Trina Roberts, Museum of Natural History, 319-335-1313
New beds for bugs
New beds for bugs
New beds for bugs
A building with thousands of insects sounds like a big bug problem. But for the University of Iowa Museum of Natural History, the problem isn’t the insects themselves—it’s making sure they stay in the best possible condition.
Now, staff at the museum are getting some vital help from the State Historical Society of Iowa. A $14,305 grant under the Historical Resource Development Program (HRDP) will partially fund an upgrade in storage conditions and an overall reorganization for the museum’s century-old entomology collection.
Over the next two years, collections staff, student interns, and volunteers will carefully move the collection into modern museum-quality storage cabinets and boxes designed specifically for insect specimens. At the same time, staff will reorganize the collection according to current curatorial practices.
For students in museum studies, biology, and other UI programs, it’s an opportunity to learn skills required to manage a large museum collection, including identifying insects, handling specimens, and processing data.
“Museum specimens are an invaluable resource for research and are also used in UI classes and museum education and exhibits,” says Cindy Opitz, the museum’s collections manager. “I’m excited about the opportunity to upgrade the storage conditions for our insect collection, which is one of our largest. This project will improve access for researchers and the longevity of the collection, and it will give students valuable, hands-on experience.”
Moving specimens one by one into the new storage system would be time-consuming enough with such a large collection. But this project is even more complicated because the specimens will be rearranged in a new order as they are being removed and re-housed.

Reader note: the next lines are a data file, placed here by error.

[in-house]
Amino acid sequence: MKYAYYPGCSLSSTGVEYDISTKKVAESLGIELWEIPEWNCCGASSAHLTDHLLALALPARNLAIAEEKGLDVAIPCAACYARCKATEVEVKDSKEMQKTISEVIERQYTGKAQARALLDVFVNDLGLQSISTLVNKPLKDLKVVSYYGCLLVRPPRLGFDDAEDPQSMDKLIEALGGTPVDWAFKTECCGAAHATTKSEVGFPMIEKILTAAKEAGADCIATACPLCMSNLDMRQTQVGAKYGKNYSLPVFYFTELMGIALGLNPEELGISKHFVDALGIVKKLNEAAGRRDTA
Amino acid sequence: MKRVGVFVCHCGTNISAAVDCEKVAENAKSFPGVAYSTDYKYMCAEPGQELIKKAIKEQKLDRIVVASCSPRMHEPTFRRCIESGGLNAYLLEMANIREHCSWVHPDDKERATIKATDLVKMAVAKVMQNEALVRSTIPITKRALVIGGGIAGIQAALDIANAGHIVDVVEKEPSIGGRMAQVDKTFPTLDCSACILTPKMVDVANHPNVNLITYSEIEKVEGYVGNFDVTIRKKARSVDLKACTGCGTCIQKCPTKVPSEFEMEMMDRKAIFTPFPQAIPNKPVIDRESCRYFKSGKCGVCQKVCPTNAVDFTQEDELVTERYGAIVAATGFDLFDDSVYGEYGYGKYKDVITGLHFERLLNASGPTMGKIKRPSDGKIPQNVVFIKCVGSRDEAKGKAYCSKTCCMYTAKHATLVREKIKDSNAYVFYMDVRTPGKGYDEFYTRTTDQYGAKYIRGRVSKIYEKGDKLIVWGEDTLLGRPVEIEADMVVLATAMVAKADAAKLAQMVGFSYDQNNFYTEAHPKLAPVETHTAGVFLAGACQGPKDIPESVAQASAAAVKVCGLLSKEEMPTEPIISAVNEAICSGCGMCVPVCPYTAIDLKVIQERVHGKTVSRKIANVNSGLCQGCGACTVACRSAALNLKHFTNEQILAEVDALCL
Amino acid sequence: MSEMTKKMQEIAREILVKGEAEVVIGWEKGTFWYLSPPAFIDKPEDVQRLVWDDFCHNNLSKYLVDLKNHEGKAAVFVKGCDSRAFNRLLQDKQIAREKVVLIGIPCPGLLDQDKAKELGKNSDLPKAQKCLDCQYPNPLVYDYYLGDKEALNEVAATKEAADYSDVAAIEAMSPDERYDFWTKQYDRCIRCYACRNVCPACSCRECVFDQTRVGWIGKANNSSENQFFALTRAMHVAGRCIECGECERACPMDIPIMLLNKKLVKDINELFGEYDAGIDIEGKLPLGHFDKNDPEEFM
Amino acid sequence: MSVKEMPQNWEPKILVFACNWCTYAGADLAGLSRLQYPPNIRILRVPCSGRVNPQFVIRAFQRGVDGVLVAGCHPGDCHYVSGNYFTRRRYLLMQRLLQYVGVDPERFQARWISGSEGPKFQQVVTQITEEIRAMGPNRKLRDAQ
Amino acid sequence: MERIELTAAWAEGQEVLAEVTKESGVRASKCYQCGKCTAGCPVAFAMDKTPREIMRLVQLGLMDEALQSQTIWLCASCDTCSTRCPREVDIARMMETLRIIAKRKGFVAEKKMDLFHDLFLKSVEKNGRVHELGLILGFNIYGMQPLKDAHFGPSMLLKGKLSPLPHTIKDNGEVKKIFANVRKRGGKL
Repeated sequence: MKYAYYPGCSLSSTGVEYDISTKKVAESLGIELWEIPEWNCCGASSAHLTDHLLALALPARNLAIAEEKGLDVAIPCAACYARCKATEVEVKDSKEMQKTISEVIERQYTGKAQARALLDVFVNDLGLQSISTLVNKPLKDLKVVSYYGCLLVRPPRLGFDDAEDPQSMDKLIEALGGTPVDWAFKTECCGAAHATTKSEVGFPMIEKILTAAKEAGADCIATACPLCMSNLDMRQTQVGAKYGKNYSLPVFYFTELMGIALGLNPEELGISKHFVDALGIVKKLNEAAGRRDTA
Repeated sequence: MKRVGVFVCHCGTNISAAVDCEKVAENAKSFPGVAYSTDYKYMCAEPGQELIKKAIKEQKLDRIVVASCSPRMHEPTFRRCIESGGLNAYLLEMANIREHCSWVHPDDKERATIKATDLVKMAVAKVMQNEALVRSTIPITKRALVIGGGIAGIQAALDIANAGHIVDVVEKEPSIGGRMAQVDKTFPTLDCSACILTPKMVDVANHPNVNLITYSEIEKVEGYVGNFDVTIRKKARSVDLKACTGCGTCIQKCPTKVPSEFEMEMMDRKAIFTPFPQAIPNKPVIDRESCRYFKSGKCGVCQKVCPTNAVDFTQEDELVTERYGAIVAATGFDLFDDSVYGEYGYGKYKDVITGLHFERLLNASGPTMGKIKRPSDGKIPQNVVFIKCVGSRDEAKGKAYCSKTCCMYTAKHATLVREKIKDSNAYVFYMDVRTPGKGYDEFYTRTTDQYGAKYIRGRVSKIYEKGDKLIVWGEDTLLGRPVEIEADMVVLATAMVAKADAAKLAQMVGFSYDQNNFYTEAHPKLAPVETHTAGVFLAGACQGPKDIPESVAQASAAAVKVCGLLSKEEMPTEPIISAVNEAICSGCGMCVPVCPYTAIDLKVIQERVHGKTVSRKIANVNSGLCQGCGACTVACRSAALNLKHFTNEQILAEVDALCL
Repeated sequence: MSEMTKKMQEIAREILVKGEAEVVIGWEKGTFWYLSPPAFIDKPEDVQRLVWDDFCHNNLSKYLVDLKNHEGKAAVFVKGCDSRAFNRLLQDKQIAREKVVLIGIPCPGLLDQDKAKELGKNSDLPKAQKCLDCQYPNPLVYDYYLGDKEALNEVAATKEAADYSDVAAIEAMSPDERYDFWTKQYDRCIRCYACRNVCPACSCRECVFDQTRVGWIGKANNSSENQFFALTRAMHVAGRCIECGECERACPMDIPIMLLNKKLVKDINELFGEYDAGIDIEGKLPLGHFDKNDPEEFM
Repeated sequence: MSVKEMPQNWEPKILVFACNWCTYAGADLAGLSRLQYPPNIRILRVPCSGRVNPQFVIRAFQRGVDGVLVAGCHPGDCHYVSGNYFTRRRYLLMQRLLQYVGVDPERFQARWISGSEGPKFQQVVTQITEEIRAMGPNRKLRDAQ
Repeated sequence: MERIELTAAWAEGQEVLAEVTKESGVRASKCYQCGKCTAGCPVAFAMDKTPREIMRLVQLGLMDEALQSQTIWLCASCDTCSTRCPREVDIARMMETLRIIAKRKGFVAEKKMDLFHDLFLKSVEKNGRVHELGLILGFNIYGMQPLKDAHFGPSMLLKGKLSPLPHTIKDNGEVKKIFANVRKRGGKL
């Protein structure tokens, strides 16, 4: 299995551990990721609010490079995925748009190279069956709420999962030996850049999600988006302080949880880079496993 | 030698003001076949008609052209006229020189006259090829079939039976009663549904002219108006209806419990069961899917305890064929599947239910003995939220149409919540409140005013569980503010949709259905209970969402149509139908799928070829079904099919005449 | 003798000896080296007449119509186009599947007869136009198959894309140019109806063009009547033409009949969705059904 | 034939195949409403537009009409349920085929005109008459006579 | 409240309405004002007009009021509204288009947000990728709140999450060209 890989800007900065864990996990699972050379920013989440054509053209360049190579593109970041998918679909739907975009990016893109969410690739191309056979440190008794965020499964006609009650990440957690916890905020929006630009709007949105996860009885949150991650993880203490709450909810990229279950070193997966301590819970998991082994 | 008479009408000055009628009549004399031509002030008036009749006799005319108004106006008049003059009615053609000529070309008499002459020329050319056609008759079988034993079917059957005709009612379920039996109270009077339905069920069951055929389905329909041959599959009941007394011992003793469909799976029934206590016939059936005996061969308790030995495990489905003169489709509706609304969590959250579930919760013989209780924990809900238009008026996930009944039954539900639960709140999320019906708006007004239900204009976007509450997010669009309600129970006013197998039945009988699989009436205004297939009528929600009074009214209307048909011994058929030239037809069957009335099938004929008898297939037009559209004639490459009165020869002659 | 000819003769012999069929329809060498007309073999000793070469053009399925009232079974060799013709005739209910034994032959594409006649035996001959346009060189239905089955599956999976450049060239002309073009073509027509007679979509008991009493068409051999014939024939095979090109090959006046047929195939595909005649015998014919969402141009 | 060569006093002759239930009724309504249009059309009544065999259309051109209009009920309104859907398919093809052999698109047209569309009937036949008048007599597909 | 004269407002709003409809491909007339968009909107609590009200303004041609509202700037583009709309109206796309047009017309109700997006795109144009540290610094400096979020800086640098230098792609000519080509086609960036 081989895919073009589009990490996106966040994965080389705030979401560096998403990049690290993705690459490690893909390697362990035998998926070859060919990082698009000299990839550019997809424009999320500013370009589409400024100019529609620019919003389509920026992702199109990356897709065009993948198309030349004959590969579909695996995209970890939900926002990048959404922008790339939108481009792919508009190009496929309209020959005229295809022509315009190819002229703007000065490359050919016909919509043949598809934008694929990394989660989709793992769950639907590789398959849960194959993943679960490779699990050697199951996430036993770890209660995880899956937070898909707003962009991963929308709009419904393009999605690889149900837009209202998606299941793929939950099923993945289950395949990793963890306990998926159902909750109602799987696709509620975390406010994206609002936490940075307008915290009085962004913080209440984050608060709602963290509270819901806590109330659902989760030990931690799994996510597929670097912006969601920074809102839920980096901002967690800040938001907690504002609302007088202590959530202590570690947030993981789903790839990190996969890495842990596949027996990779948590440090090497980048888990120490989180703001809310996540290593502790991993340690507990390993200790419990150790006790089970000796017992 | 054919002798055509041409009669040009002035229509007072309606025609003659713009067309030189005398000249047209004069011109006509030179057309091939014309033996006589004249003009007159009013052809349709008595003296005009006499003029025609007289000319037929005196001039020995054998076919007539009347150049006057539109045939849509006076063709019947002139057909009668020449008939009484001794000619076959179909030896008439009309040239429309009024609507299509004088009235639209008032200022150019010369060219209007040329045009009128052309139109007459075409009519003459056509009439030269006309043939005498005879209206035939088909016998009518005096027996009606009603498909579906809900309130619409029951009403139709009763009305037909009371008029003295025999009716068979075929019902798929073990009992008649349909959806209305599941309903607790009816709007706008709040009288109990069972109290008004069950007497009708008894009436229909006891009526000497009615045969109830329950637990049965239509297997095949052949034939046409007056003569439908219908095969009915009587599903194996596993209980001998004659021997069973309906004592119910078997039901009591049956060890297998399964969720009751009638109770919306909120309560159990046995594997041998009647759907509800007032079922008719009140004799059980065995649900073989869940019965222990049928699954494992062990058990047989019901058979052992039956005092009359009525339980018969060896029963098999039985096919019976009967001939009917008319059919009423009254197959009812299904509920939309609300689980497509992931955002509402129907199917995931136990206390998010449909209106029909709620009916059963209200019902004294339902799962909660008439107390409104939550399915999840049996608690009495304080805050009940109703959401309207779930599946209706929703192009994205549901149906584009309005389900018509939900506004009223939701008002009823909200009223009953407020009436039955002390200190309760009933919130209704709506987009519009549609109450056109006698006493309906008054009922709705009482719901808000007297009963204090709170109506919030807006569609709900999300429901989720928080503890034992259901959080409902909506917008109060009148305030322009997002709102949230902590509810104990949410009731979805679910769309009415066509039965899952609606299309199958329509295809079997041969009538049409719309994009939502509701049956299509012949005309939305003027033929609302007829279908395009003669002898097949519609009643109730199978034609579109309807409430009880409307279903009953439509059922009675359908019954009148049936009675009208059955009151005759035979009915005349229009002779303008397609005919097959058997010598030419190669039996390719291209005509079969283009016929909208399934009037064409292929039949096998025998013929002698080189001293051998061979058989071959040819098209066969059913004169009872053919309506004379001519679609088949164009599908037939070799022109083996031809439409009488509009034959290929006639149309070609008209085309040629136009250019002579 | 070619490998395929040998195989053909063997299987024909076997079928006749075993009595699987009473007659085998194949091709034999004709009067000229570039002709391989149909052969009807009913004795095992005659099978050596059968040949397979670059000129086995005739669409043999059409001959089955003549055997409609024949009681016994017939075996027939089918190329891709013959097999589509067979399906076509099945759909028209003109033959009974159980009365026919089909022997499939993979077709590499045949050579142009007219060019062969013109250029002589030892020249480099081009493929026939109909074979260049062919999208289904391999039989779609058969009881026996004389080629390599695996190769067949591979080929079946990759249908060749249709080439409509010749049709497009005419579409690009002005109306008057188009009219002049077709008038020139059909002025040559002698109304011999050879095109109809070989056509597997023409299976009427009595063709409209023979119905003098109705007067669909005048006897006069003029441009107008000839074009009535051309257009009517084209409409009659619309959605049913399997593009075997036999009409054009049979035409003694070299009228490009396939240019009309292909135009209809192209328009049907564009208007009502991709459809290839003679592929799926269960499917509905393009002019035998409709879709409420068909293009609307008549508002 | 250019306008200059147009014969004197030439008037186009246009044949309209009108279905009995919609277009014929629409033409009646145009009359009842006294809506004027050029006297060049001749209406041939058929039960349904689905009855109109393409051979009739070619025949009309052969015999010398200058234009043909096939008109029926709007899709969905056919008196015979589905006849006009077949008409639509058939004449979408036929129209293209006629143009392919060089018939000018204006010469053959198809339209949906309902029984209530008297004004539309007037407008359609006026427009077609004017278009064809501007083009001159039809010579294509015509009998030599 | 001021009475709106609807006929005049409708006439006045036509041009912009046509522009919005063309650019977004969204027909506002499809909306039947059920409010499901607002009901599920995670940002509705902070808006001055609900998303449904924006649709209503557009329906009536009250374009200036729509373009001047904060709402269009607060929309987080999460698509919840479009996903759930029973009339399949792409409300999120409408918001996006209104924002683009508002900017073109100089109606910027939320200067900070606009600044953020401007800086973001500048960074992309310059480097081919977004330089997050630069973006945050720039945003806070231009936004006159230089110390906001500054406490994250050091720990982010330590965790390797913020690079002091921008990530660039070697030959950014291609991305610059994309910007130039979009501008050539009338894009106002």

“Right now, the specimens are arranged in boxes according to who collected them, where, and when,” says MNH Associate Director Trina Roberts. “But the modern standard in museums is to arrange them according to species and their place in the evolutionary tree of life. It’s as if we have a library of tens of thousands of books shelved by year, and we need to rearrange them by author—and the books are all so small and delicate that they can only be handled with tweezers.”
The Museum of Natural History holds more than 26,000 insect specimens as part of its zoological research and teaching collections. Many were collected in the late 19th and early 20th centuries by UI faculty members and students, in the Midwest and on UI scientific expeditions around the world.
Scientists who contributed specimens to the UI collection include Bohumil Shimek, Henry Wickham, and noted Arctic explorer Frank Russell.
The collection includes four holotypes, individual specimens that are associated with the naming of a new species and that are of particular scientific and historical importance.
Research collections like the one at the UI Museum of Natural History are a primary source of information for biologists studying a wide variety of scientific questions. Because historic specimens hold unique and irreplaceable information about the distribution of species in the past, they are essential to studies of topics like climate change and the effect of human land use on biological communities. One key feature of the museum’s new storage system is that it will make it easier for scientists to remove and study individual specimens, and to use the collection without risking damage as specimens are handled.
“We’re grateful that the State of Iowa continues to support museum collections through the HRDP grant program,” says Roberts. “The age of our collection makes the specimens extremely fragile, and this grant will help us preserve them for future research, education, and exhibits.”